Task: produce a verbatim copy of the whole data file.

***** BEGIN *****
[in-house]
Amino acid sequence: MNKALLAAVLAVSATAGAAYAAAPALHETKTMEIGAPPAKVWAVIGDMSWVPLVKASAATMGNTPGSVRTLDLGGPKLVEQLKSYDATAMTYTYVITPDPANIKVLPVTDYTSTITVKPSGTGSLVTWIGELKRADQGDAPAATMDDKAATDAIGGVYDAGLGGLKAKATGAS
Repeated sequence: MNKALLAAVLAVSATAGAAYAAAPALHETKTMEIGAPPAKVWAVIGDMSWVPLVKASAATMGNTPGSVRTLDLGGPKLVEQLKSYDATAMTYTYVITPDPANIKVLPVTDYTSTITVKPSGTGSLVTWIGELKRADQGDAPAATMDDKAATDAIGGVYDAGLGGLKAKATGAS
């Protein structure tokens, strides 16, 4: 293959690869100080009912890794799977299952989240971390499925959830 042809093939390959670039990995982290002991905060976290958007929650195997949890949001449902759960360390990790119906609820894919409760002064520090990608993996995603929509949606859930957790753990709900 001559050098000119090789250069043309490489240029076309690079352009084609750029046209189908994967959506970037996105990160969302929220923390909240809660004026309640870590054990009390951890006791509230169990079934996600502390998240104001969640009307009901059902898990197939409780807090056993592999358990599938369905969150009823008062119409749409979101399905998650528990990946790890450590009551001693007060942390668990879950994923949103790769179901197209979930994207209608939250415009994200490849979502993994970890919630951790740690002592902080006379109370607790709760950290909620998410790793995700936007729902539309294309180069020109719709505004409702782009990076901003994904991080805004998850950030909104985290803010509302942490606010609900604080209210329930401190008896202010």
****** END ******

[in-house]
Amino acid sequence: MNKALLAAVLAVSATAGAAYAAAPALHETKTMEIGAPPAKVWAVIGDMSWVPLVKASAATMGNTPGSVRTLDLGGPKLVEQLKSYDATAMTYTYVITPDPANIKVLPVTDYTSTITVKPSGTGSLVTWIGELKRADQGDAPAATMDDKAATDAIGGVYDAGLGGLKAKATGAS
Repeated sequence: MNKALLAAVLAVSATAGAAYAAAPALHETKTMEIGAPPAKVWAVIGDMSWVPLVKASAATMGNTPGSVRTLDLGGPKLVEQLKSYDATAMTYTYVITPDPANIKVLPVTDYTSTITVKPSGTGSLVTWIGELKRADQGDAPAATMDDKAATDAIGGVYDAGLGGLKAKATGAS
């Protein structure tokens, strides 16, 4: 293959690869100080009912890794799977299952989240971390499925959830 042809093939390959670039990995982290002991905060976290958007929650195997949890949001449902759960360390990790119906609820894919409760002064520090990608993996995603929509949606859930957790753990709900 001559050098000119090789250069043309490489240029076309690079352009084609750029046209189908994967959506970037996105990160969302929220923390909240809660004026309640870590054990009390951890006791509230169990079934996600502390998240104001969640009307009901059902898990197939409780807090056993592999358990599938369905969150009823008062119409749409979101399905998650528990990946790890450590009551001693007060942390668990879950994923949103790769179901197209979930994207209608939250415009994200490849979502993994970890919630951790740690002592902080006379109370607790709760950290909620998410790793995700936007729902539309294309180069020109719709505004409702782009990076901003994904991080805004998850950030909104985290803010509302942490606010609900604080209210329930401190008896202010």